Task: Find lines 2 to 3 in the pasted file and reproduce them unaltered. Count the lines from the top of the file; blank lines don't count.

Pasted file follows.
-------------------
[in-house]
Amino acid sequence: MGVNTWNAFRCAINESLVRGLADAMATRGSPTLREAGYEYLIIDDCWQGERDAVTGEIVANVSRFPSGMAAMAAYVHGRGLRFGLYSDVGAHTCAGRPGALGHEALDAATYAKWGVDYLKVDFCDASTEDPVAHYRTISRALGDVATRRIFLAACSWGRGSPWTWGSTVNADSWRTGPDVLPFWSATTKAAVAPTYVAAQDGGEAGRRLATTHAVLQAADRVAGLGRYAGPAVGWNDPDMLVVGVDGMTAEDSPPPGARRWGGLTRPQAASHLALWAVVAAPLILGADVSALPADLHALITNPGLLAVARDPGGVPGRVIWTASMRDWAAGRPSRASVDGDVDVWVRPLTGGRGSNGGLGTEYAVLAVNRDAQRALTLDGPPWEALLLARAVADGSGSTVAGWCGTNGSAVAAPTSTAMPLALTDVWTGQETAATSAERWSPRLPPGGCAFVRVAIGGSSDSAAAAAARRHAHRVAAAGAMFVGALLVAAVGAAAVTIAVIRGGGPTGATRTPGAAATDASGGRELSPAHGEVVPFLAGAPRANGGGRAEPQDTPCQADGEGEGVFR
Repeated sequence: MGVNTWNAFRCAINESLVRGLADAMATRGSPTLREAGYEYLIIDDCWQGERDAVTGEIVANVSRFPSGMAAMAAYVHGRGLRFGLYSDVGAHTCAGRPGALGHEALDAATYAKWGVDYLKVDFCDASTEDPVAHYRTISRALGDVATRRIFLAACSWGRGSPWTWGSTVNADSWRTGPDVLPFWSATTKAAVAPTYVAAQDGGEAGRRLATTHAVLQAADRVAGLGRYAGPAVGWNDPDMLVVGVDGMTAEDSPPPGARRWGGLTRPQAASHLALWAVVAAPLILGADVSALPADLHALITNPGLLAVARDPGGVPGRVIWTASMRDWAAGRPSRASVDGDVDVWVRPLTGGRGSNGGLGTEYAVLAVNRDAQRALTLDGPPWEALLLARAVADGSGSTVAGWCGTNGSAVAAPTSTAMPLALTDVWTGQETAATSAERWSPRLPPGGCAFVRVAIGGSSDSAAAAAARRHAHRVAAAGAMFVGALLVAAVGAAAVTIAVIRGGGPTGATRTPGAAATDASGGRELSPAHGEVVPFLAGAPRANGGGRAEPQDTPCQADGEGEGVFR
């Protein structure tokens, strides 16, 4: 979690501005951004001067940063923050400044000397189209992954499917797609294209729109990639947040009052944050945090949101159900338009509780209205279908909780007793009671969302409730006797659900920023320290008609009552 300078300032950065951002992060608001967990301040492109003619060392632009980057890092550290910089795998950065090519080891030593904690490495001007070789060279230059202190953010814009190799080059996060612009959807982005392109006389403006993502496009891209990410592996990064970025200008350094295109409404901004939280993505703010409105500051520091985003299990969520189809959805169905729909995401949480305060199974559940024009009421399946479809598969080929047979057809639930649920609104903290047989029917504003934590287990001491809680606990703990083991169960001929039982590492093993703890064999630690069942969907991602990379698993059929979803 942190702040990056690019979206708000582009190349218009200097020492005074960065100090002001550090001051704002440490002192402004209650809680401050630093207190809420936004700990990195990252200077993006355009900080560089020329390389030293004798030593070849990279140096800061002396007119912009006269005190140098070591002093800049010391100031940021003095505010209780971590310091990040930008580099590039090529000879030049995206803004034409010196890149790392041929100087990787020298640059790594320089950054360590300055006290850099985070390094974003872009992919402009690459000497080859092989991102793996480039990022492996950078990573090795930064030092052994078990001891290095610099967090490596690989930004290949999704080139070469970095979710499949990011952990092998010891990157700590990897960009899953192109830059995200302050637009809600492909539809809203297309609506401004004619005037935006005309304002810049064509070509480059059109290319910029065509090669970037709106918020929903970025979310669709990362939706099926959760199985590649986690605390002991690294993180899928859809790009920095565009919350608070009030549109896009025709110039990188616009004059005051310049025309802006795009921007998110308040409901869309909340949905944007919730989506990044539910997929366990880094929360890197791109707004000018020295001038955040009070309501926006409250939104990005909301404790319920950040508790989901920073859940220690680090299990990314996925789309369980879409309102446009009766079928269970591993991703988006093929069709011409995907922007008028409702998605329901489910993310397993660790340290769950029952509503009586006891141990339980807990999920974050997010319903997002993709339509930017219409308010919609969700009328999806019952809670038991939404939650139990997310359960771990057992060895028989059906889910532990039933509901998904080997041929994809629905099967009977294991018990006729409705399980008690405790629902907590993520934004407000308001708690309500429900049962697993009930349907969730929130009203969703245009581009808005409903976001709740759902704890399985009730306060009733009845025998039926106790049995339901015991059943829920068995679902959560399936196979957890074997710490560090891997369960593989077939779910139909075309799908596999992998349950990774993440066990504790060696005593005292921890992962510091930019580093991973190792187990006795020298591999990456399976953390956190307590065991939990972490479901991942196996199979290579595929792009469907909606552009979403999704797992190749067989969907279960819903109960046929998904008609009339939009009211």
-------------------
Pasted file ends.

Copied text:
Amino acid sequence: MGVNTWNAFRCAINESLVRGLADAMATRGSPTLREAGYEYLIIDDCWQGERDAVTGEIVANVSRFPSGMAAMAAYVHGRGLRFGLYSDVGAHTCAGRPGALGHEALDAATYAKWGVDYLKVDFCDASTEDPVAHYRTISRALGDVATRRIFLAACSWGRGSPWTWGSTVNADSWRTGPDVLPFWSATTKAAVAPTYVAAQDGGEAGRRLATTHAVLQAADRVAGLGRYAGPAVGWNDPDMLVVGVDGMTAEDSPPPGARRWGGLTRPQAASHLALWAVVAAPLILGADVSALPADLHALITNPGLLAVARDPGGVPGRVIWTASMRDWAAGRPSRASVDGDVDVWVRPLTGGRGSNGGLGTEYAVLAVNRDAQRALTLDGPPWEALLLARAVADGSGSTVAGWCGTNGSAVAAPTSTAMPLALTDVWTGQETAATSAERWSPRLPPGGCAFVRVAIGGSSDSAAAAAARRHAHRVAAAGAMFVGALLVAAVGAAAVTIAVIRGGGPTGATRTPGAAATDASGGRELSPAHGEVVPFLAGAPRANGGGRAEPQDTPCQADGEGEGVFR
Repeated sequence: MGVNTWNAFRCAINESLVRGLADAMATRGSPTLREAGYEYLIIDDCWQGERDAVTGEIVANVSRFPSGMAAMAAYVHGRGLRFGLYSDVGAHTCAGRPGALGHEALDAATYAKWGVDYLKVDFCDASTEDPVAHYRTISRALGDVATRRIFLAACSWGRGSPWTWGSTVNADSWRTGPDVLPFWSATTKAAVAPTYVAAQDGGEAGRRLATTHAVLQAADRVAGLGRYAGPAVGWNDPDMLVVGVDGMTAEDSPPPGARRWGGLTRPQAASHLALWAVVAAPLILGADVSALPADLHALITNPGLLAVARDPGGVPGRVIWTASMRDWAAGRPSRASVDGDVDVWVRPLTGGRGSNGGLGTEYAVLAVNRDAQRALTLDGPPWEALLLARAVADGSGSTVAGWCGTNGSAVAAPTSTAMPLALTDVWTGQETAATSAERWSPRLPPGGCAFVRVAIGGSSDSAAAAAARRHAHRVAAAGAMFVGALLVAAVGAAAVTIAVIRGGGPTGATRTPGAAATDASGGRELSPAHGEVVPFLAGAPRANGGGRAEPQDTPCQADGEGEGVFR